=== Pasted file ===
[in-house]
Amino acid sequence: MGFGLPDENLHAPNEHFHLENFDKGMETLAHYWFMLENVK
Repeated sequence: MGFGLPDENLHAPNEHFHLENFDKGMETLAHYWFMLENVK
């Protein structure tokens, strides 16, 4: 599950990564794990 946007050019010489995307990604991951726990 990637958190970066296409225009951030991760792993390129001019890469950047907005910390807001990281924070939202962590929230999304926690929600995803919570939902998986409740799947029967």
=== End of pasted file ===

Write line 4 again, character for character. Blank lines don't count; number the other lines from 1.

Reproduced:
């Protein structure tokens, strides 16, 4: 599950990564794990 946007050019010489995307990604991951726990 990637958190970066296409225009951030991760792993390129001019890469950047907005910390807001990281924070939202962590929230999304926690929600995803919570939902998986409740799947029967």